Political heavyweights eye seats
Michael J. O’Brien, Frank Fuda and Dan Polivka have more than 100 years of elected experience between them and are three of the most successful Democratic politicians in the Mahoning Valley.
And all three have big decisions to make soon about their political futures.
At least two of them will run next year for Trumbull County commissioner with an outside chance that all three will seek the office.
Fuda, who is in his fourth four-year term, said he definitely will seek re-election next year — but he’s undecided whether it’ll be as a Democrat or independent.
“I have a lot of Republicans and a lot of Democrats who support me,” Fuda said. “I work for all the people in Trumbull County. I’ve just got to make a decision how I’m running. I have no problem with Democrats. The real Democrats support me.”
A lifelong Democrat, Fuda has a strained relationship with Polivka, county party chairman.
Fuda campaigned for Republican Niki Frenchko last year in her successful challenge to Polivka in a county commissioner’s race. She beat Polivka, a 16-year incumbent, by 4.66 percent.
That led to bad feelings with some Democrats and a two-year suspension from his hometown Niles Democratic Club. Fuda served on Niles council for 16 years before being elected county commissioner.
Back in the 2018 Democratic primary, the county party endorsed then-Hubbard Councilwoman Lisha Pompili-Baumiller over Fuda, the incumbent, by a 91-84 vote. Fuda won the primary by 44.1 percent and was re-elected, beating two candidates including Frenchko, who ran as an independent, in the general election.
Fuda said his relationship with Frenchko has crumbled since he helped get her elected, but he doesn’t regret campaigning against Polivka.
“I got rid of the major problem in the county, and that’s Dan,” he said.
As for Frenchko, Fuda said: “This lady doesn’t make any sense. She doesn’t understand what a commissioner does. I had no idea how bad it could get, but I don’t wish I had Dan back.”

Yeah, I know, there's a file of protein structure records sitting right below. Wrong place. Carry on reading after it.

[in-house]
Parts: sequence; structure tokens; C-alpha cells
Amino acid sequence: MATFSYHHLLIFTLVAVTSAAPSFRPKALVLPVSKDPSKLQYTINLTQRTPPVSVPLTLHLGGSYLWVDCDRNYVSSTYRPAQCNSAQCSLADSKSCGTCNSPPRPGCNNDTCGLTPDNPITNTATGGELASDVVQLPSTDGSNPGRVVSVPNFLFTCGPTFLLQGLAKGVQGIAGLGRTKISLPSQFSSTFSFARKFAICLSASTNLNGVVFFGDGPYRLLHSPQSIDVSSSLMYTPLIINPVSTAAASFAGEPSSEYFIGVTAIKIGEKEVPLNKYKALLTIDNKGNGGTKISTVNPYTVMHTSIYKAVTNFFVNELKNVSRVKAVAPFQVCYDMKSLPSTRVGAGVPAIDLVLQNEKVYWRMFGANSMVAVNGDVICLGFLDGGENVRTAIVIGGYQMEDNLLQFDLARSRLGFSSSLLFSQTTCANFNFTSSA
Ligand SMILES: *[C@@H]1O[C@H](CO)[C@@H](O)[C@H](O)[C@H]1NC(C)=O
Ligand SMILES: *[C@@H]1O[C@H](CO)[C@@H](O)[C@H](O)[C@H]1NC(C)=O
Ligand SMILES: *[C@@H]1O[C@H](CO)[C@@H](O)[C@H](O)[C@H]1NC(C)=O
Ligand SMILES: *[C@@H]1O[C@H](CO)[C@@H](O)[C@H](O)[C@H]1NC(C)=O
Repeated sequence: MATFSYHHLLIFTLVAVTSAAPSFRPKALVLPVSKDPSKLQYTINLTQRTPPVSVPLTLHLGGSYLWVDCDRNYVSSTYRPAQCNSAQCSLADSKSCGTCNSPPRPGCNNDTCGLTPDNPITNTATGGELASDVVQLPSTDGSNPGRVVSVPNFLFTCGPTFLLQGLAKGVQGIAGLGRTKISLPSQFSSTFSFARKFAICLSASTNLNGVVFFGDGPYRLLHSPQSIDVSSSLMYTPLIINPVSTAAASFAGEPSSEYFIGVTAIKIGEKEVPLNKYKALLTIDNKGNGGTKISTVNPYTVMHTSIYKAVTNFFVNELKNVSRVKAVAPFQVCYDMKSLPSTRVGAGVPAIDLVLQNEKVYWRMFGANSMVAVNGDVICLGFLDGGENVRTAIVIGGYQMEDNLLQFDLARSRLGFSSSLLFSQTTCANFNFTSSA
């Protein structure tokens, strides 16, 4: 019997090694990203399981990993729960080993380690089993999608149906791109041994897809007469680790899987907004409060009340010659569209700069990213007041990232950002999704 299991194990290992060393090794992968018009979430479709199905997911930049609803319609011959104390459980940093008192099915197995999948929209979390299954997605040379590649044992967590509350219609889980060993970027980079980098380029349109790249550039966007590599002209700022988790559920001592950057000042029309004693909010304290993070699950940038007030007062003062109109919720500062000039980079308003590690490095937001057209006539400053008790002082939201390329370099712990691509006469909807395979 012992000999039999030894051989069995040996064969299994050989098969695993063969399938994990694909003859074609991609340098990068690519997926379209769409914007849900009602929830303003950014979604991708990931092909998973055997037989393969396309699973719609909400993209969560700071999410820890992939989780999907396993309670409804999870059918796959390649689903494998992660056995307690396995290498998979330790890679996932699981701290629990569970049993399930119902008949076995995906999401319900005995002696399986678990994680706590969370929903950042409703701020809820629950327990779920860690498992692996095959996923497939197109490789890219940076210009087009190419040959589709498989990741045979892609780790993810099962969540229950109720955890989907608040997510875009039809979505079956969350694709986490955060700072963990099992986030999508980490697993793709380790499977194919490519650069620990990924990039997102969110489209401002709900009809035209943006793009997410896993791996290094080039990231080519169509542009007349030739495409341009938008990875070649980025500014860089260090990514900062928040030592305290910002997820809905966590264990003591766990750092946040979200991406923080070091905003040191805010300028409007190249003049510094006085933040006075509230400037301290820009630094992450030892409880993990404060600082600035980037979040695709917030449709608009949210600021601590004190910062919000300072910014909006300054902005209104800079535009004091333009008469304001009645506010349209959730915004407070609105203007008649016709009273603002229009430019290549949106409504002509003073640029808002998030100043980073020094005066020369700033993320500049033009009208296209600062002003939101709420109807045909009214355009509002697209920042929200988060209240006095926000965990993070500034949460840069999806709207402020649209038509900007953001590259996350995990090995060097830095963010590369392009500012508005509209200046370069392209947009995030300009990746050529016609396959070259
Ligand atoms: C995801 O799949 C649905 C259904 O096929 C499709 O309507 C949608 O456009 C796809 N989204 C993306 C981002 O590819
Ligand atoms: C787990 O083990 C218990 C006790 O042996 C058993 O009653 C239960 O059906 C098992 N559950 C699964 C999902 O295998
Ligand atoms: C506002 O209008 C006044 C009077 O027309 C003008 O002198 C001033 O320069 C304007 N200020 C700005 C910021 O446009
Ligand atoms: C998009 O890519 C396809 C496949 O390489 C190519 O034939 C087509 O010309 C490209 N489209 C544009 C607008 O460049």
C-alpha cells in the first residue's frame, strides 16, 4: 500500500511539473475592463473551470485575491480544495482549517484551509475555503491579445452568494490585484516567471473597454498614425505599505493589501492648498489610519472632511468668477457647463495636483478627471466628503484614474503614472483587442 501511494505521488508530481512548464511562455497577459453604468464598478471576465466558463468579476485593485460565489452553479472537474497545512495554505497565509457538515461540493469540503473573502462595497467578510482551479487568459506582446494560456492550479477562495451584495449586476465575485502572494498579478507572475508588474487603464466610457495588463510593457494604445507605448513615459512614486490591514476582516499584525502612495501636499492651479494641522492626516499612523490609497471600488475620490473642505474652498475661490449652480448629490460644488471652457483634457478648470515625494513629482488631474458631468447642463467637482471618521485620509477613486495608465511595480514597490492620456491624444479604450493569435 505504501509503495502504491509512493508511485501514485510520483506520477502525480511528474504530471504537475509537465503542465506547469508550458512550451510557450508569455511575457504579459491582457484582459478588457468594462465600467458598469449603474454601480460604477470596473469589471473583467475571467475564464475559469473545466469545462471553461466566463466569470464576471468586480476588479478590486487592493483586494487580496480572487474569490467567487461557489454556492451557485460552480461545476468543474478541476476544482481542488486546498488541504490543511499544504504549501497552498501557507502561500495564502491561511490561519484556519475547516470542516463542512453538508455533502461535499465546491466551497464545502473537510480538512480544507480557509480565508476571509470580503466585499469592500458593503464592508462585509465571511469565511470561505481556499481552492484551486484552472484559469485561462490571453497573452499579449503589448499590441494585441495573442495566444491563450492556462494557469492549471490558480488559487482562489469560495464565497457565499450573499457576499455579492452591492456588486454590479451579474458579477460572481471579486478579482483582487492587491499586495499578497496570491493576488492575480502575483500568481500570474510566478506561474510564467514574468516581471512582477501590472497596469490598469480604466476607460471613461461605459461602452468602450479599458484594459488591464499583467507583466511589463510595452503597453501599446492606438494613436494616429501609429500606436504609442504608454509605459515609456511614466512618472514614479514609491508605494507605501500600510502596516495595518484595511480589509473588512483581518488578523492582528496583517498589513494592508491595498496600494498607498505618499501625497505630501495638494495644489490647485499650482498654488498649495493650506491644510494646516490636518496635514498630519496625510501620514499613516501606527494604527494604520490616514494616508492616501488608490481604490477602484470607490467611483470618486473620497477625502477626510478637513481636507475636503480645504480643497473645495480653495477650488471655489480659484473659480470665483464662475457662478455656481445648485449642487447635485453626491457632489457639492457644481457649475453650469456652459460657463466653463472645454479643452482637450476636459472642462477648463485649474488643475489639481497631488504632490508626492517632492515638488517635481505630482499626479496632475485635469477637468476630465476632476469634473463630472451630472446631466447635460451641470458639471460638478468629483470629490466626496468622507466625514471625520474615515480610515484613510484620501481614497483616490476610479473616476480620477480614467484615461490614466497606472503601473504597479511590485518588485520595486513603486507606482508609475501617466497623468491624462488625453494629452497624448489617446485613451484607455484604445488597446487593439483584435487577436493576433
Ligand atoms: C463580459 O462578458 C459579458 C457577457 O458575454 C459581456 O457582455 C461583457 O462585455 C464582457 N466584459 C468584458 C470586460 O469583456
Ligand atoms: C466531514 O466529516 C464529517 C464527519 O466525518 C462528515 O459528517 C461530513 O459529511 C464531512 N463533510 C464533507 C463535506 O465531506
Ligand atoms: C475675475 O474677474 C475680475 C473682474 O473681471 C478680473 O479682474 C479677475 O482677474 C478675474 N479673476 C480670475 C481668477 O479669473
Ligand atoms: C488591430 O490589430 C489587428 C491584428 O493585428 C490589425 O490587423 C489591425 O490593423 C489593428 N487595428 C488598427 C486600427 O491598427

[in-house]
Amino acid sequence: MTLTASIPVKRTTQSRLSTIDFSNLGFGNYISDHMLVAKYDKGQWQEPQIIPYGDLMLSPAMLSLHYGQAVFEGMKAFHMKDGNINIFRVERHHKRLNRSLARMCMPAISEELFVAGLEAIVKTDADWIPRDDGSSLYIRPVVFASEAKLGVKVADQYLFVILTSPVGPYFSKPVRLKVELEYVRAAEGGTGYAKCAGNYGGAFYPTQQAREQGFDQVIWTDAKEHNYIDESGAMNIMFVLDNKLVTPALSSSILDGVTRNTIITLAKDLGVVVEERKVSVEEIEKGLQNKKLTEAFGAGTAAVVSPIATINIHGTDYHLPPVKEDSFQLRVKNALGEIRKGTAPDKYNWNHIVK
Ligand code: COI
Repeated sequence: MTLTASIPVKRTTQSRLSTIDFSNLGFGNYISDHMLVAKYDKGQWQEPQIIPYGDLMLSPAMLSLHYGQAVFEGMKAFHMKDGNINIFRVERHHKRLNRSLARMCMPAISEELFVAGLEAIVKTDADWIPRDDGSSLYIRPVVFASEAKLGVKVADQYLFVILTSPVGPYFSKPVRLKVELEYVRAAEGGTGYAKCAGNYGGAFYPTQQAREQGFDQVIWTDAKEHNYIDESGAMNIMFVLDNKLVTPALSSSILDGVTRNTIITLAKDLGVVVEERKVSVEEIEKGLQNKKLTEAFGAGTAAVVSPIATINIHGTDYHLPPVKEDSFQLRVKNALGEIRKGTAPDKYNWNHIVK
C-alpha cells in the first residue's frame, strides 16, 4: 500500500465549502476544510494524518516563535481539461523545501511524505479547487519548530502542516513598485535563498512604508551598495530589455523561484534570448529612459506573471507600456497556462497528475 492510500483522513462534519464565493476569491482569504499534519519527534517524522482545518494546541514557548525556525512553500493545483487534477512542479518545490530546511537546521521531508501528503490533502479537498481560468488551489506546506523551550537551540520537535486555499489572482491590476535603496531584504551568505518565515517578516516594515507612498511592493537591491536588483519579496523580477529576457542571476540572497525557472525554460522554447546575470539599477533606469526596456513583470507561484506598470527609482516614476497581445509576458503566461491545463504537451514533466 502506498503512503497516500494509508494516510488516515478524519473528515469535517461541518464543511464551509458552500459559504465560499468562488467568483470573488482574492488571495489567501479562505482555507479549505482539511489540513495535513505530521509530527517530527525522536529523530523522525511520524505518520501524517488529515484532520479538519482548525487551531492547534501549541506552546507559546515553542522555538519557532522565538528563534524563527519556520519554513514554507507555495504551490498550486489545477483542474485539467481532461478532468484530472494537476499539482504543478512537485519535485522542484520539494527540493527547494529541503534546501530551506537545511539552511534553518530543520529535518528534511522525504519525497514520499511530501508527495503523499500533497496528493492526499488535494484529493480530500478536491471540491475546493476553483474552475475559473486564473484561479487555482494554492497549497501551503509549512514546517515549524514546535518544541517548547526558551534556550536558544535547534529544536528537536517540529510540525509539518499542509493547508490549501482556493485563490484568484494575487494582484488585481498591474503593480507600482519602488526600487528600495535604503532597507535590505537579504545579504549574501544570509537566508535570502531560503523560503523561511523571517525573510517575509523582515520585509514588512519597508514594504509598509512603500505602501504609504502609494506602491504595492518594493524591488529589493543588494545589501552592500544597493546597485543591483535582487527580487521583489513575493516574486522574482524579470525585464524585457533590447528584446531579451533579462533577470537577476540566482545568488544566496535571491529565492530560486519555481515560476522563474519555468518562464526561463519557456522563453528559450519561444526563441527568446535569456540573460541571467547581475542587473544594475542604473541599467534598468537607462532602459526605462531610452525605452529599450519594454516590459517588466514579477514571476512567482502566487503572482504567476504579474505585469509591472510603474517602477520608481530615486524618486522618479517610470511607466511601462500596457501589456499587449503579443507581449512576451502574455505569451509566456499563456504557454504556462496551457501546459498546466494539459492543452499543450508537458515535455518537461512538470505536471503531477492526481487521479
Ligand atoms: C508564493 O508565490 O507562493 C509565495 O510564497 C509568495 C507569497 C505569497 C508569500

O’Brien cannot run next year for his seat in the Ohio House because of term limits.
While he hasn’t made an official announcement yet, he definitely plans a run for commissioner next year — even if that means facing Fuda.
All he is saying now is: “I’m looking at it.”
O’Brien is a former county commissioner who also served as Warren mayor and a city councilman. In all, he’s won 28 elections dating back almost 40 years.
O’Brien said he was unsure if Fuda would run because the incumbent said during the 2018 campaign that would be his final term.
Fuda said that isn’t true.
“I don’t care if Mike runs, but I was upset when Mike said I wouldn’t run,” he said. “I don’t know why people make up stories. Just run on your own merit.”
Trumbull County Auditor Adrian Biviano, a Democrat, announced last week that he won’t seek re-election next year, leading county Recorder Tod Latell, also a Democrat, to pick up petitions for a run for the seat.
Also, Republican Martha Yoder filed a designation of treasurer for the job. Yoder, a former Farmington trustee, lost three times to O’Brien for state representative, including by only 0.74 percent last year. It should be noted the House district takes in less than half of Trumbull County and doesn’t include Democratic strongholds such as Niles, Girard, Hubbard and Liberty.
There was some speculation that Polivka would be appointed recorder by the county Democratic Party, which would make that decision, if Latell wins the auditor’s race next year. As party chairman, it’s not a stretch to say Polivka wields a lot of influence over its members.
However, Polivka, who served 20 years as a Warren councilman before becoming county commissioner, dismissed that rumor saying: “I don’t think I’d be interested in that. My management style is being a commissioner and working with economic development.”
There are people interested in the recorder position should Latell get elected auditor, Polivka said, but he’s not one of them.
That appointment would be a long time from now as the auditor’s term wouldn’t start until “the second Monday in March after his election,” according to Ohio Revised Code — March 13, 2023.
Polivka said he’s eyeing a rematch with Frenchko in 2024, but said there is a slim possibility he’d run for Fuda’s seat next year.
“A lot of people have asked me to run for commissioner for stability and progress in that office,” Polivka said. “I haven’t ruled out next year, but if I ran, I’d probably want to run for my seat that was taken from me.”